At this week’s P group meeting, Oct 21 1pm, Wei will lead a discussion on the paper “A non-contrastive cue in spontaneous imitation: Comparing mono- and bilingual imitators” (Kwon, 2021).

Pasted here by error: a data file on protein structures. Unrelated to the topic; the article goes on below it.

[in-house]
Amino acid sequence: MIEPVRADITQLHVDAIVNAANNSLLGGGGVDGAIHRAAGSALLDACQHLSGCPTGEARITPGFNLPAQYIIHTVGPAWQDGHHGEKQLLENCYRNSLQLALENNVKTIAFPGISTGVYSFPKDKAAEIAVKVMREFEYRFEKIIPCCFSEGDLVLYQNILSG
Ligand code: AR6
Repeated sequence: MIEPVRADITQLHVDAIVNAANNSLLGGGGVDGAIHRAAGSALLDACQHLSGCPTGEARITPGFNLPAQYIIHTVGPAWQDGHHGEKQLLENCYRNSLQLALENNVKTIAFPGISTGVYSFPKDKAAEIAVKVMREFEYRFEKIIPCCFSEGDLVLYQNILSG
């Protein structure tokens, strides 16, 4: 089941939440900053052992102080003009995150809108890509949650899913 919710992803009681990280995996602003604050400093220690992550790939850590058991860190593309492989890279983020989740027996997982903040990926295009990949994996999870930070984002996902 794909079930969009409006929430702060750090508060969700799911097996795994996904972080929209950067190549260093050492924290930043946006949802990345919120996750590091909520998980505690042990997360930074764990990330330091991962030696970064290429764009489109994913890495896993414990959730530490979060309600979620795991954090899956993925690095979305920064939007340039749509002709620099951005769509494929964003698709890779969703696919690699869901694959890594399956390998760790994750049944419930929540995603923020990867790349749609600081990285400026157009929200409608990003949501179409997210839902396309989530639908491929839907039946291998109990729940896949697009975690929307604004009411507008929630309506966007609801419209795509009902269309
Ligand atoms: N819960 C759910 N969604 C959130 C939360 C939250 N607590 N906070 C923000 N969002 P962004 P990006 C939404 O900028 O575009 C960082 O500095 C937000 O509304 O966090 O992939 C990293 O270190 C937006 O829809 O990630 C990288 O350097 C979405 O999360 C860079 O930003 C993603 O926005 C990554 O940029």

Abstract: This study tests the hypothesis that imitators of different native languages imitate the same targets in distinct ways predicted by their native phonology, by investigating the role of a non-contrastive phonetic property in spontaneous imitation of English voiceless stops by English monolingual and Seoul Korean-English bilingual imitators. The primarily contrastive phonetic property for English voiceless stops is voice onset time (VOT), with the fundamental frequency (f0) of the post-stop vowel being non-contrastive but still informative for the voicing contrast. On the other hand, in Seoul Korean, stop VOT is a non-primary cue, but it is necessary to maintain the full three-way laryngeal contrast in the language. Post-stop f0 is the primary cue for the Seoul Korean aspirated stops. Seoul Korean speakers have been reported to imitate aspirated stops with longer VOT by raising their post-stop f0 (Kwon, 2019). In this study, English monolingual speakers and Seoul Korean-English bilingual speakers heard and shadowed model speech containing English voiceless stops manipulated by either raising post-stop f0 or lengthening VOT. Their imitation was assessed with two acoustic measurements, stop VOT and post-onset f0, of the voiceless stops, before and after the imitators heard the model speech with the two manipulations. A separate discrimination test confirmed that both manipulations were reliably perceived by both the monolingual and the bilingual imitators. English monolingual speakers’ imitation data suggest that their shadowing productions reflect the phonological significance of the two phonetic properties, and only the imitative changes induced by a contrastive cue last beyond the immediate shadowing targets. In addition, Seoul Korean-English bilingual speakers, when performing the spontaneous imitation tasks in English, do not draw on their native (Seoul Korean) phonology. Implications of these findings on the role of phonology in the spontaneous imitation of bilingual and monolingual speakers are discussed.